On a much lighter note I should mention that today was spectacular! The weather was on its best behavior and everything around the vessel was a beautiful shade of blue. The sea looked like as if it was made of blue oil and had a fine slick surface with very little disturbance. Perfect conditions for observing dolphins and whales. And I saw plenty of both. In fact two times I saw whales come up to the surface and arch their huge backs followed by the enormous tails being lifted up into the air counter weighing a push down into the deep. It almost looked like slow motion. I probably saw 10 whales today and twice as many dolphins. Later when I enthusiastically told the crane operator he simply replied: "it has become so trivial to us that we hardly notice anymore". It's a sad thing - but I figure that it might not be that uncommon for us to lose sight of the wonders around us, both large and small.
Being my last night onboard I sat with the Captain on the bridge until midnight. A few times I walked outside as we were moving under a cloudless sky and with no noteworthy interference from light almost every star was visible. Apart from the constant rumble from the ships engine and the sound breaking the water as we move forward it did remind me of being in the desert. Absolutely majestic.
I was looking forward to the view from the bridge as we approached Halifax. However this morning it was so foggy that the front of the ship almost wasn't visible. Instead I spent time on finishing the video we had all participated in and I took my time to enjoy the fine company of the many men that I eventually had come to know very well.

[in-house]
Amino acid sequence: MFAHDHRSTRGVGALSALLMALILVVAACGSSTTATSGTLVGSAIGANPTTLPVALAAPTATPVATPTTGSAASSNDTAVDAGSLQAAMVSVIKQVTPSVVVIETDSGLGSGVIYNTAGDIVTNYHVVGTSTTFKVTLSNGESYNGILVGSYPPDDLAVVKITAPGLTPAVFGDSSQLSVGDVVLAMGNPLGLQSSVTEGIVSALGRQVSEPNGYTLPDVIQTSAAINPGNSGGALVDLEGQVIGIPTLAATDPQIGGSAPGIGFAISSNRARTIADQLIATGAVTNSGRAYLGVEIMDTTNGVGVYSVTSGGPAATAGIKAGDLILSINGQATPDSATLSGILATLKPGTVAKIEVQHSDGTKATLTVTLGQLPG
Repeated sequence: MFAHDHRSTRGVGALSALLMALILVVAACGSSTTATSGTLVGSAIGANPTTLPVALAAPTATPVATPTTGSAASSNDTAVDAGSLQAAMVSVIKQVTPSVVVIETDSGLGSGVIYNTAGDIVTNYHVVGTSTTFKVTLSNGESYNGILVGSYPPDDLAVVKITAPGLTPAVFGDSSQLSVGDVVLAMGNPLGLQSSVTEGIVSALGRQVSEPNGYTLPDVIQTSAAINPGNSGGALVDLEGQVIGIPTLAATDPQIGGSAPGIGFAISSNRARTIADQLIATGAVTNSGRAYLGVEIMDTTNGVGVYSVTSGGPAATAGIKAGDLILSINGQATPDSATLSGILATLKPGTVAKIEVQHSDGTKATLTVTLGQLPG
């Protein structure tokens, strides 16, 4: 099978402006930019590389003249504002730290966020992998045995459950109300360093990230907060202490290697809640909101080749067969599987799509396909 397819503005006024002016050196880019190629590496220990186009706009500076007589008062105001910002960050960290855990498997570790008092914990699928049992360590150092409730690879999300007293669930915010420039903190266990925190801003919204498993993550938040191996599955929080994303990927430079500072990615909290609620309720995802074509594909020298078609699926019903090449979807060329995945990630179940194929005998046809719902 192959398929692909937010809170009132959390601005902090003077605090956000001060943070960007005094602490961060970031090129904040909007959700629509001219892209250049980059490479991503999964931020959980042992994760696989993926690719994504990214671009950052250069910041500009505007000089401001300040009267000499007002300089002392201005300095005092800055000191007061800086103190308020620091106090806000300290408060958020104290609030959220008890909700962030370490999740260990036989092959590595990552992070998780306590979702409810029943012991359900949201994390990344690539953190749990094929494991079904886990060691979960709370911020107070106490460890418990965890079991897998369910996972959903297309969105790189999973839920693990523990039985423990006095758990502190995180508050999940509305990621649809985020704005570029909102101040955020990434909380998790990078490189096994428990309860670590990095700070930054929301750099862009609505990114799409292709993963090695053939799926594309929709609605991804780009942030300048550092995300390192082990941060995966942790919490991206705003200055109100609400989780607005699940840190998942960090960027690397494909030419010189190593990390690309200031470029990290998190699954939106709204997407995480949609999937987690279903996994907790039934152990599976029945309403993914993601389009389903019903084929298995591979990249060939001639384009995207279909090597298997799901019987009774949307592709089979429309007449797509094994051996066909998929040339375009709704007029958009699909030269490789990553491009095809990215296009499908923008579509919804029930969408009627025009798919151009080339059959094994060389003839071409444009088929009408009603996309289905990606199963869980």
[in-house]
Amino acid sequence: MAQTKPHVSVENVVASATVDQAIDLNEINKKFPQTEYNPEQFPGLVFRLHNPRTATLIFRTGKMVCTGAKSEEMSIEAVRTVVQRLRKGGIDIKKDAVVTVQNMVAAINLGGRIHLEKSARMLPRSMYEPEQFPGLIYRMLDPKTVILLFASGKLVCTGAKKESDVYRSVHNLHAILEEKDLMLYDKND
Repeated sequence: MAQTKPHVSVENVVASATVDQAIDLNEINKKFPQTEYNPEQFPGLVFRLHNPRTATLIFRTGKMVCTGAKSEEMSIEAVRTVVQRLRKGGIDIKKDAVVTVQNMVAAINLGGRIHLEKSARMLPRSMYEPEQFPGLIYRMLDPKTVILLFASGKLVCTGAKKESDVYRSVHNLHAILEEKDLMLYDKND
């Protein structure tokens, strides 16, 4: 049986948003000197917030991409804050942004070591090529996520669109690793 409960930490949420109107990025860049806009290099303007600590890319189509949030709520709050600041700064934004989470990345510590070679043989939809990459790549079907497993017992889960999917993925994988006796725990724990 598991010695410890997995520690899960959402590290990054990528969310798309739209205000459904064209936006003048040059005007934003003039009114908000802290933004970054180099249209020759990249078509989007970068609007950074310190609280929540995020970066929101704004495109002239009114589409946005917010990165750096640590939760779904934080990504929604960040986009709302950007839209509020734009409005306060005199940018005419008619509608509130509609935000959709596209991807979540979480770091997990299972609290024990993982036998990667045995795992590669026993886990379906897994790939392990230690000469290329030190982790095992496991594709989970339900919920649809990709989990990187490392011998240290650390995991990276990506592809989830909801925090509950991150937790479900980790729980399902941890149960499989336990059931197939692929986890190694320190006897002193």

As we neared the port the pilot ship came alongside and the pilot boarded the 'Westerkade' in order to safely navigate us into Halifax. My bags were packed and I had said my goodbyes to almost everyone when I received information that customs and immigration was running a little late. Eventually they showed up and cleared me only 10 minutes before the 'Westerkade' departed for Portland in the USA. Had they not done so then I would have been forced to stay onboard.
The ships agent offered me a ride to the nearby train station and together we left the isolated oceanic world which had been my home over the past 12 days. As I disembarked I did so with a slightly heavy heart.
As Shakespeare has said: "parting is such sweet sorrow".
Torbjørn C. Pedersen - 1000 years too late for being a Viking.